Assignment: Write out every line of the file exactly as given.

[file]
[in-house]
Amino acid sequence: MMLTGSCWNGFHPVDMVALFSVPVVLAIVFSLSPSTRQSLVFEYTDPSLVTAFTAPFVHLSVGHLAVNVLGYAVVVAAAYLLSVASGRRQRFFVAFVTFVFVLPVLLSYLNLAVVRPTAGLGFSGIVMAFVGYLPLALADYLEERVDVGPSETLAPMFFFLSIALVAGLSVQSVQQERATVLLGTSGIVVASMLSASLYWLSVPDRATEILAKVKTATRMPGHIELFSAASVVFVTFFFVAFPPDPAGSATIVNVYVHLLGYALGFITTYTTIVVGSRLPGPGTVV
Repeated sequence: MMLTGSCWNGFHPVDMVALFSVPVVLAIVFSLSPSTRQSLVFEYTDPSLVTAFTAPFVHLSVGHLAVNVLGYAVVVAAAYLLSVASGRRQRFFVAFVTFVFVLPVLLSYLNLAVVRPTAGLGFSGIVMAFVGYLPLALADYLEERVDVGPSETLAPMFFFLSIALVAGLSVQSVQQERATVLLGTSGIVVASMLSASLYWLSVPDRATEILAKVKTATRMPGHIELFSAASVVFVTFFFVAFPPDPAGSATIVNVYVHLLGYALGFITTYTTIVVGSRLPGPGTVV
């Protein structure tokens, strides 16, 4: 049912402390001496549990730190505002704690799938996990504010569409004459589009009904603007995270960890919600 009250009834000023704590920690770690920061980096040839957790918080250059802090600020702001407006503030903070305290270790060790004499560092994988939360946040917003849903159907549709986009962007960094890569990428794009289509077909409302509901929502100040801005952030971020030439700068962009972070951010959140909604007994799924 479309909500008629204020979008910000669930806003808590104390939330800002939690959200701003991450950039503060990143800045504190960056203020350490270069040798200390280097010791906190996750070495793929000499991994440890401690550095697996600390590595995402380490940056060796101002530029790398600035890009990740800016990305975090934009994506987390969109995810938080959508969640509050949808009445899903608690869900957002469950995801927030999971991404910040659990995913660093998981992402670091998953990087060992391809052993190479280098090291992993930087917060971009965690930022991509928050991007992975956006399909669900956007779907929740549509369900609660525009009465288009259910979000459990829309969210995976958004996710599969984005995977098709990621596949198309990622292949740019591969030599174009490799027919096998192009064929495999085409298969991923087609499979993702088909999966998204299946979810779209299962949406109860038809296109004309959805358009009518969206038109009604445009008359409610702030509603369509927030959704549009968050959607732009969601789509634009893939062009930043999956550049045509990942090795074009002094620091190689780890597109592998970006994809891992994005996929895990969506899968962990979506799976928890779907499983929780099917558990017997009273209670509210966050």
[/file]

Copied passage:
[in-house]
Amino acid sequence: MMLTGSCWNGFHPVDMVALFSVPVVLAIVFSLSPSTRQSLVFEYTDPSLVTAFTAPFVHLSVGHLAVNVLGYAVVVAAAYLLSVASGRRQRFFVAFVTFVFVLPVLLSYLNLAVVRPTAGLGFSGIVMAFVGYLPLALADYLEERVDVGPSETLAPMFFFLSIALVAGLSVQSVQQERATVLLGTSGIVVASMLSASLYWLSVPDRATEILAKVKTATRMPGHIELFSAASVVFVTFFFVAFPPDPAGSATIVNVYVHLLGYALGFITTYTTIVVGSRLPGPGTVV
Repeated sequence: MMLTGSCWNGFHPVDMVALFSVPVVLAIVFSLSPSTRQSLVFEYTDPSLVTAFTAPFVHLSVGHLAVNVLGYAVVVAAAYLLSVASGRRQRFFVAFVTFVFVLPVLLSYLNLAVVRPTAGLGFSGIVMAFVGYLPLALADYLEERVDVGPSETLAPMFFFLSIALVAGLSVQSVQQERATVLLGTSGIVVASMLSASLYWLSVPDRATEILAKVKTATRMPGHIELFSAASVVFVTFFFVAFPPDPAGSATIVNVYVHLLGYALGFITTYTTIVVGSRLPGPGTVV
């Protein structure tokens, strides 16, 4: 049912402390001496549990730190505002704690799938996990504010569409004459589009009904603007995270960890919600 009250009834000023704590920690770690920061980096040839957790918080250059802090600020702001407006503030903070305290270790060790004499560092994988939360946040917003849903159907549709986009962007960094890569990428794009289509077909409302509901929502100040801005952030971020030439700068962009972070951010959140909604007994799924 479309909500008629204020979008910000669930806003808590104390939330800002939690959200701003991450950039503060990143800045504190960056203020350490270069040798200390280097010791906190996750070495793929000499991994440890401690550095697996600390590595995402380490940056060796101002530029790398600035890009990740800016990305975090934009994506987390969109995810938080959508969640509050949808009445899903608690869900957002469950995801927030999971991404910040659990995913660093998981992402670091998953990087060992391809052993190479280098090291992993930087917060971009965690930022991509928050991007992975956006399909669900956007779907929740549509369900609660525009009465288009259910979000459990829309969210995976958004996710599969984005995977098709990621596949198309990622292949740019591969030599174009490799027919096998192009064929495999085409298969991923087609499979993702088909999966998204299946979810779209299962949406109860038809296109004309959805358009009518969206038109009604445009008359409610702030509603369509927030959704549009968050959607732009969601789509634009893939062009930043999956550049045509990942090795074009002094620091190689780890597109592998970006994809891992994005996929895990969506899968962990979506799976928890779907499983929780099917558990017997009273209670509210966050």